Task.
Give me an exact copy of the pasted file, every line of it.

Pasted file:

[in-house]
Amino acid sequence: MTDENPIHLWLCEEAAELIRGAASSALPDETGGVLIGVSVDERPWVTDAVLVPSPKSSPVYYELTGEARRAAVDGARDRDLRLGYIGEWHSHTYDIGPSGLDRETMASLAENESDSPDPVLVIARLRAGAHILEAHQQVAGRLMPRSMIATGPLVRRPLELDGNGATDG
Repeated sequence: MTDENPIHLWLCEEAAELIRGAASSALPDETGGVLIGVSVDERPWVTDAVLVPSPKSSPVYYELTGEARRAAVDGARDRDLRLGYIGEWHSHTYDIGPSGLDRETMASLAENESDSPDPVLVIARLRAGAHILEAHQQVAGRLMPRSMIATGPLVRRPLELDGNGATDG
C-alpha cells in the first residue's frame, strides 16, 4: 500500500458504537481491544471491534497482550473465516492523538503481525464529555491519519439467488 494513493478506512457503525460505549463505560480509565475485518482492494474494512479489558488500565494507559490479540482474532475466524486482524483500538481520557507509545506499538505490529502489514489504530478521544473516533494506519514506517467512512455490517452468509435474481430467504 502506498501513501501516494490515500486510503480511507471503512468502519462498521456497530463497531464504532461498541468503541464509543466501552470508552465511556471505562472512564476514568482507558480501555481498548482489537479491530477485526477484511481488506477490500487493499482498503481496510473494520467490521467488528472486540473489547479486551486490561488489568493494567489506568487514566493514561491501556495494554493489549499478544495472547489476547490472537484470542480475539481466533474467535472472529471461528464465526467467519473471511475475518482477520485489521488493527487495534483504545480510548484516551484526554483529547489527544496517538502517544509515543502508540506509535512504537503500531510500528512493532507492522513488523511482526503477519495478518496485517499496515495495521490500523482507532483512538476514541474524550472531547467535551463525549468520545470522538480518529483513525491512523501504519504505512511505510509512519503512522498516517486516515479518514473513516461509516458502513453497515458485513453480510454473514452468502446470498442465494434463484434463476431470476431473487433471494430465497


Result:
[in-house]
Amino acid sequence: MTDENPIHLWLCEEAAELIRGAASSALPDETGGVLIGVSVDERPWVTDAVLVPSPKSSPVYYELTGEARRAAVDGARDRDLRLGYIGEWHSHTYDIGPSGLDRETMASLAENESDSPDPVLVIARLRAGAHILEAHQQVAGRLMPRSMIATGPLVRRPLELDGNGATDG
Repeated sequence: MTDENPIHLWLCEEAAELIRGAASSALPDETGGVLIGVSVDERPWVTDAVLVPSPKSSPVYYELTGEARRAAVDGARDRDLRLGYIGEWHSHTYDIGPSGLDRETMASLAENESDSPDPVLVIARLRAGAHILEAHQQVAGRLMPRSMIATGPLVRRPLELDGNGATDG
C-alpha cells in the first residue's frame, strides 16, 4: 500500500458504537481491544471491534497482550473465516492523538503481525464529555491519519439467488 494513493478506512457503525460505549463505560480509565475485518482492494474494512479489558488500565494507559490479540482474532475466524486482524483500538481520557507509545506499538505490529502489514489504530478521544473516533494506519514506517467512512455490517452468509435474481430467504 502506498501513501501516494490515500486510503480511507471503512468502519462498521456497530463497531464504532461498541468503541464509543466501552470508552465511556471505562472512564476514568482507558480501555481498548482489537479491530477485526477484511481488506477490500487493499482498503481496510473494520467490521467488528472486540473489547479486551486490561488489568493494567489506568487514566493514561491501556495494554493489549499478544495472547489476547490472537484470542480475539481466533474467535472472529471461528464465526467467519473471511475475518482477520485489521488493527487495534483504545480510548484516551484526554483529547489527544496517538502517544509515543502508540506509535512504537503500531510500528512493532507492522513488523511482526503477519495478518496485517499496515495495521490500523482507532483512538476514541474524550472531547467535551463525549468520545470522538480518529483513525491512523501504519504505512511505510509512519503512522498516517486516515479518514473513516461509516458502513453497515458485513453480510454473514452468502446470498442465494434463484434463476431470476431473487433471494430465497